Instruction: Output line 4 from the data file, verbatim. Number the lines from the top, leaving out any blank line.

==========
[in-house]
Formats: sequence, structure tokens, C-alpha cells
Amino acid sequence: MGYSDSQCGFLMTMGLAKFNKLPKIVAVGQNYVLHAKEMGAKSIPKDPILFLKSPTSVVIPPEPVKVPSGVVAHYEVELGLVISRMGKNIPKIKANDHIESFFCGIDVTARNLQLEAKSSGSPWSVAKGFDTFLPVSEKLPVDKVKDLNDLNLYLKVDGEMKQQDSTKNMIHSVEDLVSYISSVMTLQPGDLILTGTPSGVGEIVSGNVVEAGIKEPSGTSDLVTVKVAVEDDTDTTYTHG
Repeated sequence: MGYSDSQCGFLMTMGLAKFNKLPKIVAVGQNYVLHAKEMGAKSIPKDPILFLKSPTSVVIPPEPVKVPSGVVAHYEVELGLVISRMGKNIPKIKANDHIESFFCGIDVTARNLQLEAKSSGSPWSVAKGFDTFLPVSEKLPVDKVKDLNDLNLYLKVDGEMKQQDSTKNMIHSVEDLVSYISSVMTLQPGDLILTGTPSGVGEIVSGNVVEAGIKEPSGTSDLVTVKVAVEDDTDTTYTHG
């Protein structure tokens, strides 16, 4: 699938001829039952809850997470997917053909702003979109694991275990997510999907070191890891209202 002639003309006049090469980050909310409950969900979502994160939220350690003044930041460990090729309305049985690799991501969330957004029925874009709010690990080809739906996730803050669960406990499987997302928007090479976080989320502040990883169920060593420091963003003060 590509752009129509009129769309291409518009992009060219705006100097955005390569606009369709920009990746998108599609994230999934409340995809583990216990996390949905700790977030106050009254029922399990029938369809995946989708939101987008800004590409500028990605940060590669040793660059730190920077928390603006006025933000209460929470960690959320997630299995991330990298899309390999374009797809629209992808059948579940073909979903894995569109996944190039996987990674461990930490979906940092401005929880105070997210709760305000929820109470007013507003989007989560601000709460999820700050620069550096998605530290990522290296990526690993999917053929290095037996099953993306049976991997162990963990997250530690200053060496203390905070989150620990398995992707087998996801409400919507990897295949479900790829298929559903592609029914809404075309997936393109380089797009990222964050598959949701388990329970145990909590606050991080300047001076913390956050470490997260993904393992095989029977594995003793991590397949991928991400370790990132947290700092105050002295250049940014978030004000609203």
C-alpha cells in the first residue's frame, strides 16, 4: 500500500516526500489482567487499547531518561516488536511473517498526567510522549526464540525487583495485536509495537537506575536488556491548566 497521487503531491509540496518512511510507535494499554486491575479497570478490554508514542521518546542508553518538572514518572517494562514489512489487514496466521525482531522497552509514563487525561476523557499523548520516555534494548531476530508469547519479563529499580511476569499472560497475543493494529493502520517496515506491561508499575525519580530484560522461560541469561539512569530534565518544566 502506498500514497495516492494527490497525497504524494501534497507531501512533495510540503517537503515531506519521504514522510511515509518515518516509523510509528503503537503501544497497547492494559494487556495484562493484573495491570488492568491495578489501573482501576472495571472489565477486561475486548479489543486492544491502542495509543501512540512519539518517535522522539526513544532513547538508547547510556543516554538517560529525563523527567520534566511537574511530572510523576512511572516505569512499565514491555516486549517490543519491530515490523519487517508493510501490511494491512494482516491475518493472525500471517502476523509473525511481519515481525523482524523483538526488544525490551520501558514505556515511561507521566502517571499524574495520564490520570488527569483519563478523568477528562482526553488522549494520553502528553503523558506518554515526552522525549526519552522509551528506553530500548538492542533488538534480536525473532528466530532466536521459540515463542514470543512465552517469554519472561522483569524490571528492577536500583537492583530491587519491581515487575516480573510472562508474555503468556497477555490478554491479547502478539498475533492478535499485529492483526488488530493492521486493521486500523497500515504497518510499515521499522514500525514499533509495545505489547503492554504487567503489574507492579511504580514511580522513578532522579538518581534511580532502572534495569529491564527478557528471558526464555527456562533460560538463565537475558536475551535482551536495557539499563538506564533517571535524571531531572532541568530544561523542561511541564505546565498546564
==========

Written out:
Repeated sequence: MGYSDSQCGFLMTMGLAKFNKLPKIVAVGQNYVLHAKEMGAKSIPKDPILFLKSPTSVVIPPEPVKVPSGVVAHYEVELGLVISRMGKNIPKIKANDHIESFFCGIDVTARNLQLEAKSSGSPWSVAKGFDTFLPVSEKLPVDKVKDLNDLNLYLKVDGEMKQQDSTKNMIHSVEDLVSYISSVMTLQPGDLILTGTPSGVGEIVSGNVVEAGIKEPSGTSDLVTVKVAVEDDTDTTYTHG